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ENVIRONMENT: President Walks a Tightrope on Fossil Fuels ENVIRONMENT: President Walks a Tightrope on Fossil Fuels

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ENVIRONMENT: President Walks a Tightrope on Fossil Fuels

President Obama’s State of the Union proposal to boost new natural-gas drilling on land and increase oil-and-gas drilling offshore will advance a number of his political and policy goals at once.

In his State of the Union address on Tuesday evening, the president directed the government to develop a road map to safely promote exploration of new shale gas, an initiative he said would support 600,000 jobs by the end of the decade. By framing new fossil-fuel drilling as a job-creator, Obama is taking a page from the playbook of his political opponents and trying to blunt their attacks that he has blocked jobs in the energy industry. But he’s still hewing to his broader environmental goals by boosting production of a cheap, cleaner alternative to coal: Natural gas produces only about half the global-warming emissions of coal, and almost none of the same toxic air pollutants.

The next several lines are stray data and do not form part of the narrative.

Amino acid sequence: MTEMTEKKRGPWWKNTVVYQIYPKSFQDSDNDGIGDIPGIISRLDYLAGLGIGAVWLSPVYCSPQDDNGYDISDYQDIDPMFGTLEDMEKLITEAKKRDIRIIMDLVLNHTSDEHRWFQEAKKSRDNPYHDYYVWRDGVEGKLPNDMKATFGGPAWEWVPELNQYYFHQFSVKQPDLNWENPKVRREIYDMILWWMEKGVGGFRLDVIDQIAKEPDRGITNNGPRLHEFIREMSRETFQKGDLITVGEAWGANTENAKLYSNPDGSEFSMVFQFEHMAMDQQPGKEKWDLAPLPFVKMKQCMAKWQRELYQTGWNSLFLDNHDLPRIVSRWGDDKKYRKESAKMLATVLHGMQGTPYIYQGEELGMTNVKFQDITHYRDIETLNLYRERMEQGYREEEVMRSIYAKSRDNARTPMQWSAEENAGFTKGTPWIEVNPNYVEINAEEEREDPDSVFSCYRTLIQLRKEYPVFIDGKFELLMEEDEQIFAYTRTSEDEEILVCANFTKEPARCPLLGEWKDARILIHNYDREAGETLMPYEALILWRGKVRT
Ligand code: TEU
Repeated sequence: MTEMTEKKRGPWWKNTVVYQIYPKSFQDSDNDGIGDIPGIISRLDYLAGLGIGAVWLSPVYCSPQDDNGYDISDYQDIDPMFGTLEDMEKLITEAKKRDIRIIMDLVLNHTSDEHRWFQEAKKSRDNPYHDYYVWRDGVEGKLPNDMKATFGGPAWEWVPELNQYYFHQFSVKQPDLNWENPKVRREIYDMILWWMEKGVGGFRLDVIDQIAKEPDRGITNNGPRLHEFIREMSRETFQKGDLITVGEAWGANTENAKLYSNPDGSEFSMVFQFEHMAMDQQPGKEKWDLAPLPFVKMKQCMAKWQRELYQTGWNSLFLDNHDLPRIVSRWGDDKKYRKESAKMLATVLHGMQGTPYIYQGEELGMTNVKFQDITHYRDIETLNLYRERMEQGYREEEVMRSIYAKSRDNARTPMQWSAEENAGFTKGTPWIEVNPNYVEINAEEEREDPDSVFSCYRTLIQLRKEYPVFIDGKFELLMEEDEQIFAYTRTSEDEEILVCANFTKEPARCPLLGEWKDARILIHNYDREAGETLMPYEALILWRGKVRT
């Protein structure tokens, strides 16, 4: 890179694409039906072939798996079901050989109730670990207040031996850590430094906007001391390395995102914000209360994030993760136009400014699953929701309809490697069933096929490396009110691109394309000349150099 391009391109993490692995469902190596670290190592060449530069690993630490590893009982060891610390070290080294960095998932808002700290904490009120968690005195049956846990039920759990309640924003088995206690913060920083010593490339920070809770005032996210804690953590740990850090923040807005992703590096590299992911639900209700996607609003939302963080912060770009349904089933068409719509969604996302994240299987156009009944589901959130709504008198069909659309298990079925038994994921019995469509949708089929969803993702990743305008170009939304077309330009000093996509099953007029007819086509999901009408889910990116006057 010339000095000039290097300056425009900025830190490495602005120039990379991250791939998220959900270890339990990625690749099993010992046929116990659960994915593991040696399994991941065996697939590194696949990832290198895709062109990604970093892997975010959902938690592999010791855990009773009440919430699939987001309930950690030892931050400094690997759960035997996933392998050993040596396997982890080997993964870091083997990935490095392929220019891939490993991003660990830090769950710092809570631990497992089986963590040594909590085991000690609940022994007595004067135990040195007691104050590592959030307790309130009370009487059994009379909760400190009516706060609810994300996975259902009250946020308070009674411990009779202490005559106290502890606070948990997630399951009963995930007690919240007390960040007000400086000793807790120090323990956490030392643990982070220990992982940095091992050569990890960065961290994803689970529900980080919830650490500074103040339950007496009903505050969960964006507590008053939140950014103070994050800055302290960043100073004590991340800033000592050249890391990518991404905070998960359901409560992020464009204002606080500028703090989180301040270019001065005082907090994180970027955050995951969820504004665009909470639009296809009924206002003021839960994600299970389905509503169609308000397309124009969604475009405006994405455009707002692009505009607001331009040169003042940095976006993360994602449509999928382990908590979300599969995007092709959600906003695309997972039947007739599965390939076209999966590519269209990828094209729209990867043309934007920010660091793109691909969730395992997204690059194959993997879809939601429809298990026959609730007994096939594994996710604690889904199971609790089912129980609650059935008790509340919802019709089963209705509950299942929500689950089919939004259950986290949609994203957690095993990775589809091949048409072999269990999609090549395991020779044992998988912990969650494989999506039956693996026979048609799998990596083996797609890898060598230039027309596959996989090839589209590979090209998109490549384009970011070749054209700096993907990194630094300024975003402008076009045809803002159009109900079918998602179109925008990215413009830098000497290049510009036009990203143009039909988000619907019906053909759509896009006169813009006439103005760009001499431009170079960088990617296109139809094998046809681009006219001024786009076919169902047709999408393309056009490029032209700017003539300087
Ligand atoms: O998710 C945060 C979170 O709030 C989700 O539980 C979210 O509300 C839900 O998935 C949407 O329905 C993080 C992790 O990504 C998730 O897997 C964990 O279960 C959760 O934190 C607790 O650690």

At the same time, Obama proposed quick expansion of offshore drilling, including in the Arctic Ocean off the coast of Alaska, where oil exploration has never been done. "I'm directing my administration to open more than 75 percent of our potential offshore oil and gas resources," Obama said.

The moves appear unlikely to delight his supporters or outrage his opponents, but rather to keep him astride a tightrope in the middle— exactly where he wants to be.


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